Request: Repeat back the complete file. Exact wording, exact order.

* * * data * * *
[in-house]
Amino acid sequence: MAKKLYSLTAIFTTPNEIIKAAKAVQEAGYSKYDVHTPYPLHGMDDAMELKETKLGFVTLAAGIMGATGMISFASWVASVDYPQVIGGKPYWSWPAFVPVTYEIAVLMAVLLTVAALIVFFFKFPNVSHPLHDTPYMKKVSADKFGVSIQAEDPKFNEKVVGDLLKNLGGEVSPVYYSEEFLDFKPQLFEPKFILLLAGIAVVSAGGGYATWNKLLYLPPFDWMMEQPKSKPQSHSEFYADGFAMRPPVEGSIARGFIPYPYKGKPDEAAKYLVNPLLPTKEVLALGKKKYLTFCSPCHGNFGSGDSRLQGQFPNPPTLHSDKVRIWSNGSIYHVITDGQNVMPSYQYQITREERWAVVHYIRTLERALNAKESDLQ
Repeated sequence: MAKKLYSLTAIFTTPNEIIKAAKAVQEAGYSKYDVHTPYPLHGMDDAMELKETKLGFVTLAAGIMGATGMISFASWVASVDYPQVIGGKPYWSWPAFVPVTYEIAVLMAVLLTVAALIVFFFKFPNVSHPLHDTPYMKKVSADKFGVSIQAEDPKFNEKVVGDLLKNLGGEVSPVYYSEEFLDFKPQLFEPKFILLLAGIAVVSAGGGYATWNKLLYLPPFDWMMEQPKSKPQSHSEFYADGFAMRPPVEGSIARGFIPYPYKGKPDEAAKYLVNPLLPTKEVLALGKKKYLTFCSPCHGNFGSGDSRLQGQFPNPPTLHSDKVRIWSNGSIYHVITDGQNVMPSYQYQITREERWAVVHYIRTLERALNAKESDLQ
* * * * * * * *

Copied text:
[in-house]
Amino acid sequence: MAKKLYSLTAIFTTPNEIIKAAKAVQEAGYSKYDVHTPYPLHGMDDAMELKETKLGFVTLAAGIMGATGMISFASWVASVDYPQVIGGKPYWSWPAFVPVTYEIAVLMAVLLTVAALIVFFFKFPNVSHPLHDTPYMKKVSADKFGVSIQAEDPKFNEKVVGDLLKNLGGEVSPVYYSEEFLDFKPQLFEPKFILLLAGIAVVSAGGGYATWNKLLYLPPFDWMMEQPKSKPQSHSEFYADGFAMRPPVEGSIARGFIPYPYKGKPDEAAKYLVNPLLPTKEVLALGKKKYLTFCSPCHGNFGSGDSRLQGQFPNPPTLHSDKVRIWSNGSIYHVITDGQNVMPSYQYQITREERWAVVHYIRTLERALNAKESDLQ
Repeated sequence: MAKKLYSLTAIFTTPNEIIKAAKAVQEAGYSKYDVHTPYPLHGMDDAMELKETKLGFVTLAAGIMGATGMISFASWVASVDYPQVIGGKPYWSWPAFVPVTYEIAVLMAVLLTVAALIVFFFKFPNVSHPLHDTPYMKKVSADKFGVSIQAEDPKFNEKVVGDLLKNLGGEVSPVYYSEEFLDFKPQLFEPKFILLLAGIAVVSAGGGYATWNKLLYLPPFDWMMEQPKSKPQSHSEFYADGFAMRPPVEGSIARGFIPYPYKGKPDEAAKYLVNPLLPTKEVLALGKKKYLTFCSPCHGNFGSGDSRLQGQFPNPPTLHSDKVRIWSNGSIYHVITDGQNVMPSYQYQITREERWAVVHYIRTLERALNAKESDLQ